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The Process, Volume One by James McBride

Saxophonist James McBride is most widely known as an author. The memoir of his childhood, The Color of Water, won the 1997 Anisfield-Wolf Book Award for Literary Excellence, spent two years on the New York Times bestseller list and is required reading for many high schools and colleges throughout the United States. He is a former staff writer for The Washington Post, People Magazine and Boston Globe. As a musician his studies include work at The Oberlin Conservatory and New England Conservatory of Music. As a composer his songs and compositions have been performed by Anita Baker, Grover Washington Jr., Gary Burton and Rebecca Paris. As a composer of musical theater he has won the 1993 American Music Festival's Stephen Sondheim Award and 1996 American Arts and Letters Richard Rogers Award, among others.

This impressive resume, however, does not mask the fact McBride's recording, The Process, Volume One, is a disjointed affair. The problem lies in its trying to be too many things with too wide a scope that doesn't do justice to the strengths McBride possesses. His real strength is the ability to compose jazz tunes which employ vocal leads. Four of the nine tunes fall into this category, with Lauren being the best. The melody of this piece is breezy, fun and light with just the right sense of vocal embellishment by vocalist Croft. Jason Jackson's horn background arrangement contains all of the rhythmically popping elements needed to add kick and creative drive and here McBride, as a performer, doesn't need to show chops during his solo, just soul, which he has in aces. It's unfortunate smooth jazz radio stations limit their vocal driven cuts to Norah Jones and old R&B because this tune deserves air play.

The other three vocal-driven tunes penned by McBride illustrate the problem with the recording. While they are all extremely clever, the style of each is totally different from the other. French Girls is a 1940s big band-styled swing piece, Lucindee is a Latin/Cuban-styled piece which would not sound out of place on a Manhattan Transfer recording, and What's Coming is a subtle swinger. With different lead singers and such a wide variety of styles covered there is no way the listener can ever be prepared for the big changes from one cut to the next. Even saxophonist Javon Jackson, who is known for the wide diversity of material on his early recordings as a leader, always found ways to unite the material by putting a personal stamp on each tune which clearly stated it was his record from beginning to end. McBride fails to do this. As a performer McBride only appears as a section member on the two of the above three pieces and has a forgettable solo on Lucindee.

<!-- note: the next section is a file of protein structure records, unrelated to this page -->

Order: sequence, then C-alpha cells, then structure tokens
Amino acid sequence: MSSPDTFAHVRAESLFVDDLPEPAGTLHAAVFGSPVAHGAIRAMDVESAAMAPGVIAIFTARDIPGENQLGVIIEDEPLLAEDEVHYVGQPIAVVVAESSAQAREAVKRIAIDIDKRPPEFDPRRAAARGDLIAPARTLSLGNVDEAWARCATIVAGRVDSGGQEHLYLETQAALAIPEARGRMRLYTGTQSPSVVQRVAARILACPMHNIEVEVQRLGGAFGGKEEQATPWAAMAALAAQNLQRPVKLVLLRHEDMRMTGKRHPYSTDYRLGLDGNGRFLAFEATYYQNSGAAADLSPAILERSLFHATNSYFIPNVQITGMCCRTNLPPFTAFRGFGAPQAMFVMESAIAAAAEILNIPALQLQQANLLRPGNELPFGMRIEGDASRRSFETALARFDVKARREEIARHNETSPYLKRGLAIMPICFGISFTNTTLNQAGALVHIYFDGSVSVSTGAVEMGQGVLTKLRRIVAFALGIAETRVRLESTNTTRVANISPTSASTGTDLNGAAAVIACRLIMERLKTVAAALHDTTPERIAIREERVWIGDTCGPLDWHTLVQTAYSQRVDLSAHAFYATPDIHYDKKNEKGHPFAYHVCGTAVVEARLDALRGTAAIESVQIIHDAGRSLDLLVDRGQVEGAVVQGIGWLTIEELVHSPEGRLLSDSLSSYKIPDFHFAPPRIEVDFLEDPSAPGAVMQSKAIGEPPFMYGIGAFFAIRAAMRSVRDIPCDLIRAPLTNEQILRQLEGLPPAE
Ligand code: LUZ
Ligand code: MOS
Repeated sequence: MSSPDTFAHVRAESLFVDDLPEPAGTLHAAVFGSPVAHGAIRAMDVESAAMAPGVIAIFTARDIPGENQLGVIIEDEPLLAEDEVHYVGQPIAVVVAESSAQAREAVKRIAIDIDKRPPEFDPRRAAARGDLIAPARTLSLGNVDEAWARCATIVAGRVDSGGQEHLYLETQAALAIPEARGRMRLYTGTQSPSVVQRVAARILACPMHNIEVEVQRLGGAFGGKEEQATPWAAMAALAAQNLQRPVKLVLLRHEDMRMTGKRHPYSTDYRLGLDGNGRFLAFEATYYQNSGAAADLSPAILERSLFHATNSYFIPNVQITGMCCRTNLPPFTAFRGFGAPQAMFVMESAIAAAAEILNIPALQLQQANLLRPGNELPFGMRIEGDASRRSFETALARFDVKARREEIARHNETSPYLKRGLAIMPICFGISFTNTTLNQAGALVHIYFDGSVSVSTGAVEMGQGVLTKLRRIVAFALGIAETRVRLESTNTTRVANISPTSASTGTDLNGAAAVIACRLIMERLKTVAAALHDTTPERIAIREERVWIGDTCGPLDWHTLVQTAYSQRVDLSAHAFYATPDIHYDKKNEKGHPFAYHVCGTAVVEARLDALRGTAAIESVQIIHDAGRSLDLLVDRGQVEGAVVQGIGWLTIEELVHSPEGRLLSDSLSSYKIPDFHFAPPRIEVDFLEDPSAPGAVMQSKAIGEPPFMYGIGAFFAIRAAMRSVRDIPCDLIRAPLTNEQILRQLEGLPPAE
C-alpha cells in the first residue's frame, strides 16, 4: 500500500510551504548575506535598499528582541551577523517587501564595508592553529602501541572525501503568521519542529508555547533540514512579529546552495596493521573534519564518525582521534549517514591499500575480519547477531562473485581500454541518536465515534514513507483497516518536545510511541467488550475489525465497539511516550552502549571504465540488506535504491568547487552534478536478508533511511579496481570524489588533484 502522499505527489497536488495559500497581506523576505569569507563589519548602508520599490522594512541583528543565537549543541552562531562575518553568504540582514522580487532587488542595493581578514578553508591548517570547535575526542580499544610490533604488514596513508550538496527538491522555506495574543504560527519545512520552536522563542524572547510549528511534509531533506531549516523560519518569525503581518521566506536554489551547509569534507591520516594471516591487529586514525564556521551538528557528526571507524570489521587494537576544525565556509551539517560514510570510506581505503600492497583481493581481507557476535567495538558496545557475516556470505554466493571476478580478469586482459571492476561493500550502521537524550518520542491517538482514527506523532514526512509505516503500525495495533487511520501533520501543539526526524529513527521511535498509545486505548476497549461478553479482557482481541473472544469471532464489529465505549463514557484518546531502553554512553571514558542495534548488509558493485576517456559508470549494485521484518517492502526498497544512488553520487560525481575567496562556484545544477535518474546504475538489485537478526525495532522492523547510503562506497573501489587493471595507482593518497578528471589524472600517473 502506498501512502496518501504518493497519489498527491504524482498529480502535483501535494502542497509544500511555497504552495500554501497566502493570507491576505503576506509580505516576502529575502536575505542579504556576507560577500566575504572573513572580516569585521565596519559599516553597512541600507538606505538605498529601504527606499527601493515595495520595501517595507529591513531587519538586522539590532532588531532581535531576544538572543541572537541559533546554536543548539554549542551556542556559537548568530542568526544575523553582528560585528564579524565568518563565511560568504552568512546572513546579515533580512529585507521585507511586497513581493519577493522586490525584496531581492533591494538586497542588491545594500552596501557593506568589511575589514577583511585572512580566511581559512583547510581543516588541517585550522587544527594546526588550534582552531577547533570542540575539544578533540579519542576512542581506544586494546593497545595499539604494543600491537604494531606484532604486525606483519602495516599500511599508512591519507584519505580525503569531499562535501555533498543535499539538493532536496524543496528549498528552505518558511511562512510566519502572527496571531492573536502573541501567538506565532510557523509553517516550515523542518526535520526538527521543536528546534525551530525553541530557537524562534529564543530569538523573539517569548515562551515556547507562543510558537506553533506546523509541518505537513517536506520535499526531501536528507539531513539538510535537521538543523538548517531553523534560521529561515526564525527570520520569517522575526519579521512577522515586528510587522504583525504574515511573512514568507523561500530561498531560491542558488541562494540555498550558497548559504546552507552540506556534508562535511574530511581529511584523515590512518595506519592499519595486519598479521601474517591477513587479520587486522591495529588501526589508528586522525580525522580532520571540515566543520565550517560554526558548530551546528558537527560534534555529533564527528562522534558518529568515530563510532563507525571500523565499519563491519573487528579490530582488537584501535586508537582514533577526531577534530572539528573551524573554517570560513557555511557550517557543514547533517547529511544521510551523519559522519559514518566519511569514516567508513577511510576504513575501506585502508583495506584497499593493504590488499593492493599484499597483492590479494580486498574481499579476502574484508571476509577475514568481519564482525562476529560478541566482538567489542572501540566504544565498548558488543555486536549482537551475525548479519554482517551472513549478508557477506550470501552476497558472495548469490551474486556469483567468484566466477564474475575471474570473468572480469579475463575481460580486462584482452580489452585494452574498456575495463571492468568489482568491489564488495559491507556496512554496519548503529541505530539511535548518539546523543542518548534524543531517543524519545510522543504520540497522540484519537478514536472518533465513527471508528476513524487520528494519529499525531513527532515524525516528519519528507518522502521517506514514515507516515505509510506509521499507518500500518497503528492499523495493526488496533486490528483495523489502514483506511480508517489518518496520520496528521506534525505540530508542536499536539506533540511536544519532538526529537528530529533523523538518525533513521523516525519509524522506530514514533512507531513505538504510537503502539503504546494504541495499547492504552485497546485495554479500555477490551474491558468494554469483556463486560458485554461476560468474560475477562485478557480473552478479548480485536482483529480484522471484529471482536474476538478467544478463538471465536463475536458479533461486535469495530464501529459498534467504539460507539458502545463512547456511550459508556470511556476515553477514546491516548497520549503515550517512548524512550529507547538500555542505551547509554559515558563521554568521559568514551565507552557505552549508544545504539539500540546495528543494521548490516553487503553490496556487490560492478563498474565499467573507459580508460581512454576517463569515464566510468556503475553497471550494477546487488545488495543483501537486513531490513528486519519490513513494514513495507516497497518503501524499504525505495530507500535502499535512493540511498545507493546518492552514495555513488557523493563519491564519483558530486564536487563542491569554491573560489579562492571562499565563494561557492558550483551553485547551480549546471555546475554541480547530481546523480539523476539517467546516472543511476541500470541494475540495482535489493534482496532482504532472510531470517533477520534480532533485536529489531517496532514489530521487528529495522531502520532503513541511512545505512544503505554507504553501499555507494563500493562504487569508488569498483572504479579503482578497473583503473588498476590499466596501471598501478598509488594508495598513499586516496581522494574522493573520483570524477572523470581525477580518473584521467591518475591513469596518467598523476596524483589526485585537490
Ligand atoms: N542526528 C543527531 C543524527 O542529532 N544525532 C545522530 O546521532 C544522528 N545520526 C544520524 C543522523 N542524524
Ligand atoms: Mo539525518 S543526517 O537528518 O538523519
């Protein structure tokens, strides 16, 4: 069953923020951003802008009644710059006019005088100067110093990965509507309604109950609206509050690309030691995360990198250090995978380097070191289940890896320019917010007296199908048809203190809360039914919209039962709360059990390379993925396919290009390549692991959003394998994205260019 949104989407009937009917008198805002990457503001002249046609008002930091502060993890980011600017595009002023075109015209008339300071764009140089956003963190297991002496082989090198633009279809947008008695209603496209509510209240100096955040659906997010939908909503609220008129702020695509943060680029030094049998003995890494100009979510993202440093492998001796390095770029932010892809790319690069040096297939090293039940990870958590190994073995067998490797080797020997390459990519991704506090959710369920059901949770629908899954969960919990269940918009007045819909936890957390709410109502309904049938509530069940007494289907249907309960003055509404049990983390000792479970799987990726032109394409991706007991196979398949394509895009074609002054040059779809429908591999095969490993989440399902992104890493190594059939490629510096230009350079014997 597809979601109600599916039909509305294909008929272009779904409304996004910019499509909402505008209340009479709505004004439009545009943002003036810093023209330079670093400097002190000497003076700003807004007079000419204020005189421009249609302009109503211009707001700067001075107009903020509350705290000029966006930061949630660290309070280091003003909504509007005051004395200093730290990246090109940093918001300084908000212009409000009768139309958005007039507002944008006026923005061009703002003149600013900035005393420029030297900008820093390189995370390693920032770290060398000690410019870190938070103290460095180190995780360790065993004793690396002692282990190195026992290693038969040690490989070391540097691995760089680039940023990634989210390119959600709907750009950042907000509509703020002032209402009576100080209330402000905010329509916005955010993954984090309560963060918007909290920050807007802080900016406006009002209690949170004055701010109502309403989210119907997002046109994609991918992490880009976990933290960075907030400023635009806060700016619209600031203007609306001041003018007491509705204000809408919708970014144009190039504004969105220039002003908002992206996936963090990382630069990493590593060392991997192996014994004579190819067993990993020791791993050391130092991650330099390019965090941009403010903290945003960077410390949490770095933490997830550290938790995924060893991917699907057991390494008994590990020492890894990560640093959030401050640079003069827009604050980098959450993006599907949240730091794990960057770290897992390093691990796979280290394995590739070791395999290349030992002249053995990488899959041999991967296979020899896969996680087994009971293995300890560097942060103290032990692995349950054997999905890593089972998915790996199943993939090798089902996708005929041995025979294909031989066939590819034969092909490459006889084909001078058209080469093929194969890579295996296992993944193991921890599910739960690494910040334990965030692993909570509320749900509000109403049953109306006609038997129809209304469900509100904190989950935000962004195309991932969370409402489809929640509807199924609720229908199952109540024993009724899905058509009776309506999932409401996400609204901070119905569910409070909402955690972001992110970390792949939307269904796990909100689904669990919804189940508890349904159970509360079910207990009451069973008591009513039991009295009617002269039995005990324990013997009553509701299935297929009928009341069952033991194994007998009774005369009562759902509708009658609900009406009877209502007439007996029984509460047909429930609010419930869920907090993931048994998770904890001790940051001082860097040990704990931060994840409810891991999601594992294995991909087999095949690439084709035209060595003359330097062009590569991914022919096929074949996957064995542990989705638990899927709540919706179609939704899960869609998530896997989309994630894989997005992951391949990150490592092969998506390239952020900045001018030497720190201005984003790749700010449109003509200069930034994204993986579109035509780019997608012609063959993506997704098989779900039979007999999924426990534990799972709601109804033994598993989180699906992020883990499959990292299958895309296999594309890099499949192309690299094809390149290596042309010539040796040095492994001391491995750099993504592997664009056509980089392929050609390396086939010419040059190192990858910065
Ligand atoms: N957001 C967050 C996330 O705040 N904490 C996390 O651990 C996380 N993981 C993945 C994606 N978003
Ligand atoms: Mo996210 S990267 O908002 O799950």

While the instrumental numbers composed by McBride are pretty they aren't memorable and they, as well, cover too great a range of styles without a unique McBride signature to each. He doesn't perform on the seriously down-tempo Deserting The Boogeyman and the Tom Scott influenced If Not Now has too many short solos and not enough of the hook to grab the listener's attention. The exception is Goodbye which is a sweet and soulful composition where McBride gets to show off the strengths of his playing - extremely soulful lines which don't demand a display of improvisational flair. As a performer McBride has a solid expressive style and full-bodied tone, but his solos lack creative juice, tend to just sit within predictable rhythmic patterns and don't build. In fairness, McBride's self-penned liner notes state he's not the strongest performer on the recording, "This CD is part of a recorded documentary about 'normal, everyday' jazz musicians.... This is just the beginning of their story, which is reflective of the lives of thousands of jazz musicians far more talented than me." There is no doubt a great CD lies within the reach of McBride, this just isn't it.

Additional Info

  • Artist / Group Name: James McBride
  • CD Title: The Process, Volume One
  • Genre: Contemporary Jazz / Modern
  • Year Released: 2003
  • Record Label: Cuddy Sounds
  • Tracks: My Baby Just Cares For Me, Deserting The Boogeyman, Lauren, French Girls In New York, In Not Now When..., Lucindee, The Sound Of Water, Whats Coming To Ya and Goodbye To All That'
  • Musicians: James McBride (tenor saxophone), Carla Cook (vocals, background vocals), Dana Crowe (vocals), Carla Capretto (background vocals), Andrew Wright (background vocals), Bill Easley (clarinet), Laura Dryer (alto sax, flute), Lance Bryant (tenor sax), Burny Pelsmajer (baritone sax), Patrick "Face" Rickman (trumpet), Barbara Laronga (trumpet), Jon Arons (trombone), Jason Jackson (trombone), Sarah Jane Cion (piano and keyboards), Lafayette Harris (piano), Joseph Friedman (guitar), Keith Robinson (guitar), Monte Croft (vibes, harmonica, background vocals), Calvin "X" Jones (bass), Carey Potts (bass), Jeff Anderson (bass), Camon Due White (drums), Myra Casales (percussion), David Pleasant (percussion), Erin Duckett (baby sounds)
  • Rating: Two Stars
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